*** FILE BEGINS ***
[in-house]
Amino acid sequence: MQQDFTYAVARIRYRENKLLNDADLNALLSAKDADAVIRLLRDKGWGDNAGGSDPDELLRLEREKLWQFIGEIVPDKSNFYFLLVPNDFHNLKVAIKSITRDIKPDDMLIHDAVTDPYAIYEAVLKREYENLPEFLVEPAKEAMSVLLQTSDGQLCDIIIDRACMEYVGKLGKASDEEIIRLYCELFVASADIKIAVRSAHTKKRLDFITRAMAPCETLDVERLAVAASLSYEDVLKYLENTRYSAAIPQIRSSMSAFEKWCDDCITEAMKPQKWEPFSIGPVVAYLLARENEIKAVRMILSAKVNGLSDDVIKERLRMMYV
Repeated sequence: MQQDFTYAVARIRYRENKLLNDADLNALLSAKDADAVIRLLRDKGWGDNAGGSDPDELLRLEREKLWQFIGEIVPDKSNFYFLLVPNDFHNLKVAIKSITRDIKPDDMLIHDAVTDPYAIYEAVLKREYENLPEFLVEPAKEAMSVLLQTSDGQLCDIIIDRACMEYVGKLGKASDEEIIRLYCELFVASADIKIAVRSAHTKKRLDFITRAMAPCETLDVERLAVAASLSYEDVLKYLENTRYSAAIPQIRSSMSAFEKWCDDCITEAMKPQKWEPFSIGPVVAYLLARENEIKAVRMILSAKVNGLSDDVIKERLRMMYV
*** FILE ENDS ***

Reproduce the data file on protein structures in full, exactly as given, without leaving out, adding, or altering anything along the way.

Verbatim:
[in-house]
Amino acid sequence: MQQDFTYAVARIRYRENKLLNDADLNALLSAKDADAVIRLLRDKGWGDNAGGSDPDELLRLEREKLWQFIGEIVPDKSNFYFLLVPNDFHNLKVAIKSITRDIKPDDMLIHDAVTDPYAIYEAVLKREYENLPEFLVEPAKEAMSVLLQTSDGQLCDIIIDRACMEYVGKLGKASDEEIIRLYCELFVASADIKIAVRSAHTKKRLDFITRAMAPCETLDVERLAVAASLSYEDVLKYLENTRYSAAIPQIRSSMSAFEKWCDDCITEAMKPQKWEPFSIGPVVAYLLARENEIKAVRMILSAKVNGLSDDVIKERLRMMYV
Repeated sequence: MQQDFTYAVARIRYRENKLLNDADLNALLSAKDADAVIRLLRDKGWGDNAGGSDPDELLRLEREKLWQFIGEIVPDKSNFYFLLVPNDFHNLKVAIKSITRDIKPDDMLIHDAVTDPYAIYEAVLKREYENLPEFLVEPAKEAMSVLLQTSDGQLCDIIIDRACMEYVGKLGKASDEEIIRLYCELFVASADIKIAVRSAHTKKRLDFITRAMAPCETLDVERLAVAASLSYEDVLKYLENTRYSAAIPQIRSSMSAFEKWCDDCITEAMKPQKWEPFSIGPVVAYLLARENEIKAVRMILSAKVNGLSDDVIKERLRMMYV